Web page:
Zach Ertz has played in the NFL long enough to know what happens in Week 1 for an NFL team can often mean nothing to what a team can or will become.
Overreaction to the first week or two of games -- across the league – happens every year.
But there is overreaction and there is plain old reaction, and after the Cardinals played poorly in a 44-21 season-opening loss to the Chiefs at State Farm Stadium Sunday, Ertz knows his team must embrace the latter.
"Everything is put under a microscope in this league, and with a performance like that, it should be," the veteran tight end said. "Everything needs to be dissected. We have to be critical of ourselves, the coaches are going to be very critical of themselves, and we just have to find a way to be better."
Said linebacker Markus Golden, "It ain't a good conversation. Everyone is pissed off."
Chiefs quarterback Patrick Mahomes threw five touchdown passes and was nearly flawless (30-for-39, 360 yards, no turnovers) in what has become his way in opening week games. Mahomes has now started five season openers for Kansas City, winning all five while throwing 18 total TD passes with no interceptions.
The fear was that the Cardinals (0-1) have too many holes defensively, but it's difficult to know exactly where the unit stands after facing Mahomes – who made it clear by his performance he will not miss departed wideout Tyreek Hill.
But Mahomes or no, it doesn't leave a good taste for the Cardinals to surrender more points in the 2022 opener than any game they had last season.
"He went out there and was Patrick Mahomes," linebacker Isaiah Simmons said. "There isn't a whole lot I can say."
The Cardinals did recover a fumble and didn't turn it over themselves. But the Chiefs had 488 yards and averaged 7.4 yards per play, a crazy-high number that isn't going to translate well on the scoreboard.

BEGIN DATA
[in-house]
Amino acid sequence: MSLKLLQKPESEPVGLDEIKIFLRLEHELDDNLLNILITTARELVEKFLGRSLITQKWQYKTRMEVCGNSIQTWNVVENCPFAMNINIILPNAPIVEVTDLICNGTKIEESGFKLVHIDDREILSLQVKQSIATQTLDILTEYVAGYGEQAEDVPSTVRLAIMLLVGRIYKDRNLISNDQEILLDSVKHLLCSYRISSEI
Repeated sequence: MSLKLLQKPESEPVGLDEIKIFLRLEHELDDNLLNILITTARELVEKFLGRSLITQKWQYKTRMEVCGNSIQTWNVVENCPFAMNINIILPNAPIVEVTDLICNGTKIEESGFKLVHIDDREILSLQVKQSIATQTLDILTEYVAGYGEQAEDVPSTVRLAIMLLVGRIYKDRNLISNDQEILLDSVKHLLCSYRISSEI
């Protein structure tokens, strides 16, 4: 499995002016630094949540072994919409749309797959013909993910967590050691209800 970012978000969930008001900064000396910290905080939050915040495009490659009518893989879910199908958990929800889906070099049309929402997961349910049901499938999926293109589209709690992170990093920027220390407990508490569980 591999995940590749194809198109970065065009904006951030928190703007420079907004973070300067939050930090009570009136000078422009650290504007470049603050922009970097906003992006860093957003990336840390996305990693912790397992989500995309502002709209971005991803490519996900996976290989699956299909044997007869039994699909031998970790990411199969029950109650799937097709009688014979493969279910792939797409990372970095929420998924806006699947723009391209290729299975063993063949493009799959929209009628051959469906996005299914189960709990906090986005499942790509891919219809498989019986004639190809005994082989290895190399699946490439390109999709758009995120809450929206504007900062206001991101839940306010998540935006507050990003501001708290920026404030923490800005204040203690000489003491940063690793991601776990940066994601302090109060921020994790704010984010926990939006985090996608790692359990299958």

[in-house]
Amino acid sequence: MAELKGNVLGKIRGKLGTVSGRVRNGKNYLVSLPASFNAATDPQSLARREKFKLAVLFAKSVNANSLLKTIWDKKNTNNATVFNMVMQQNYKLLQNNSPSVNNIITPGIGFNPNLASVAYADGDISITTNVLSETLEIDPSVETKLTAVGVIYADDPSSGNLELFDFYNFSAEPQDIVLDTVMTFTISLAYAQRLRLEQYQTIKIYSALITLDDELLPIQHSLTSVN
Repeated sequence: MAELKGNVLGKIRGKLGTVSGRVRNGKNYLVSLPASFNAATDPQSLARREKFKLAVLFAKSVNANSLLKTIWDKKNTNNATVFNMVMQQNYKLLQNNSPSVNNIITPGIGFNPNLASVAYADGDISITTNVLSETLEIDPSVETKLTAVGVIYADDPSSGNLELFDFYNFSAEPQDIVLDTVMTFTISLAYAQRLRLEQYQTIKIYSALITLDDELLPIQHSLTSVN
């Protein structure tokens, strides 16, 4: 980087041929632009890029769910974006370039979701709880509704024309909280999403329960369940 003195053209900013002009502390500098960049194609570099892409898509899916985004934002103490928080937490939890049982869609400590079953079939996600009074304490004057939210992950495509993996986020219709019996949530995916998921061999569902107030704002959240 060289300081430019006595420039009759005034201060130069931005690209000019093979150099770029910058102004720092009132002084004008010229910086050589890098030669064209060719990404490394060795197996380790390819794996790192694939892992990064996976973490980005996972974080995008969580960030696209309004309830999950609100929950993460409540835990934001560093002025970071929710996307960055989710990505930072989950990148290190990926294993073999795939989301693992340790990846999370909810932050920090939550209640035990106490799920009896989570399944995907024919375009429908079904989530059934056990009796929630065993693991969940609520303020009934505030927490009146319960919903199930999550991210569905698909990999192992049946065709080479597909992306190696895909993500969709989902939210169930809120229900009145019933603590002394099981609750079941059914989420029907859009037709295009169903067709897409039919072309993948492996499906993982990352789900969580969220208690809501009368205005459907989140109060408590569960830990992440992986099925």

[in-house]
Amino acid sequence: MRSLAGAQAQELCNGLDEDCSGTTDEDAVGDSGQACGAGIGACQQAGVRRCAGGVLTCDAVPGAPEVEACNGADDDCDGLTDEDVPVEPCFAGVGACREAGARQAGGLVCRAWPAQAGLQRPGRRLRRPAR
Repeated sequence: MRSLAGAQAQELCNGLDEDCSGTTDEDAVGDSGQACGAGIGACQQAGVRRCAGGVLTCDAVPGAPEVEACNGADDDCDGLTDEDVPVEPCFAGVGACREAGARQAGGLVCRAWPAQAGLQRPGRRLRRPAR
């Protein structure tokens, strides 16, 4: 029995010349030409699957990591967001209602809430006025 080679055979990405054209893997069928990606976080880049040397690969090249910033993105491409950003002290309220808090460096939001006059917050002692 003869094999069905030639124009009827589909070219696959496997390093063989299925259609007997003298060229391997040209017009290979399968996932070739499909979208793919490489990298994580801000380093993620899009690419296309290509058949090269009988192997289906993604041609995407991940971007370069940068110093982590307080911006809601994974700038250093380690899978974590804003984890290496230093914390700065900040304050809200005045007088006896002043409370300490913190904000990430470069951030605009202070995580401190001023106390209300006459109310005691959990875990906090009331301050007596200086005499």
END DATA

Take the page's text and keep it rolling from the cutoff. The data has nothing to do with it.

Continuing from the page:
"We didn't play to our highest capability," Simmons said. "There were a lot of details we may have lacked, but other than that, I think our guys played hard. It's only Week 1, so we've got to get back to the drawing board."
Dating back to last season, the Cardinals (0-1) have lost six straight at home. It was the first time in the Kingsbury/Kyler Murray era that the Cardinals have lost the first game of the season.
For the Cardinals, with backup center Sean Harlow forced to start at right guard and missing defensive end J.J. Watt and wide receiver Rondale Moore among others, they fell behind 14-0 and were never able to climb closer than 13 points. Quarterback Kyler Murray finished 22 of 34 for 193 yards and two touchdowns, and Moore replacement Greg Dortch ended up as the leading pass catcher with seven catches for 63 yards.
"They kicked our ass," Murray said. "We did not execute in the moments we needed to, and that's what happens."
There was a time in which it felt like the Cardinals were still going to be able to make it a game. Facing a fourth-and-2 late in the first half and in field-goal range, Kingsbury chose to go for it – and dialed up a play that would've worked, except Dortch tripped when he was wide open, and the opportunity disappeared.
"You can't kick field goals against them," Kingsbury said. "We were going to be aggressive."
Golden talked about flushing the performance. Murray suggested the loss can be motivating, but at this point, there is no other way to digest it.
"You can either start sulking about it or look at it in the mirror for what it is," Murray said. "Attack it, because it is what it is. It's a long season, we got punched in the mouth. How do you respond?"
There are still 16 more chances to win games, noted defensive end Zach Allen. But he – and everyone else – knows it won't happen if the Cardinals play like they did against the Chiefs.
"They beat us in every way," Kingsbury said. "There's no denying it, no hiding from it.
"We've got to get a lot better in a hurry."